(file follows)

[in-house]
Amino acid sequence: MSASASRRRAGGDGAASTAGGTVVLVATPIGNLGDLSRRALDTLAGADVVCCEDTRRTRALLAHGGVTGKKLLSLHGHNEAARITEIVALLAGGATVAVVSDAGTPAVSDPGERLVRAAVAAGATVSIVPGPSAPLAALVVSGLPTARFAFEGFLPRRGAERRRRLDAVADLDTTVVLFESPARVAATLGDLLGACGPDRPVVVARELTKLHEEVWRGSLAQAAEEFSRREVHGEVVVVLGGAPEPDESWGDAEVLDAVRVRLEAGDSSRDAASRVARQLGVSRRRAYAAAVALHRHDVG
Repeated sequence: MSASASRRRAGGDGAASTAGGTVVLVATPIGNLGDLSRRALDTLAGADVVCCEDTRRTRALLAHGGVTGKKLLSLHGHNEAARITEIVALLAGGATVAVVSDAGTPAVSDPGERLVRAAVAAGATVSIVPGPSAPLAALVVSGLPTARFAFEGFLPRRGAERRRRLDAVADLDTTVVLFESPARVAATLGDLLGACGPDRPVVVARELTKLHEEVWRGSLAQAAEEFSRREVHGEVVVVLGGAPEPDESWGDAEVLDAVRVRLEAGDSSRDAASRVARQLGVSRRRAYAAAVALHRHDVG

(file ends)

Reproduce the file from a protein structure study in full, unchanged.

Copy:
[in-house]
Amino acid sequence: MSASASRRRAGGDGAASTAGGTVVLVATPIGNLGDLSRRALDTLAGADVVCCEDTRRTRALLAHGGVTGKKLLSLHGHNEAARITEIVALLAGGATVAVVSDAGTPAVSDPGERLVRAAVAAGATVSIVPGPSAPLAALVVSGLPTARFAFEGFLPRRGAERRRRLDAVADLDTTVVLFESPARVAATLGDLLGACGPDRPVVVARELTKLHEEVWRGSLAQAAEEFSRREVHGEVVVVLGGAPEPDESWGDAEVLDAVRVRLEAGDSSRDAASRVARQLGVSRRRAYAAAVALHRHDVG
Repeated sequence: MSASASRRRAGGDGAASTAGGTVVLVATPIGNLGDLSRRALDTLAGADVVCCEDTRRTRALLAHGGVTGKKLLSLHGHNEAARITEIVALLAGGATVAVVSDAGTPAVSDPGERLVRAAVAAGATVSIVPGPSAPLAALVVSGLPTARFAFEGFLPRRGAERRRRLDAVADLDTTVVLFESPARVAATLGDLLGACGPDRPVVVARELTKLHEEVWRGSLAQAAEEFSRREVHGEVVVVLGGAPEPDESWGDAEVLDAVRVRLEAGDSSRDAASRVARQLGVSRRRAYAAAVALHRHDVG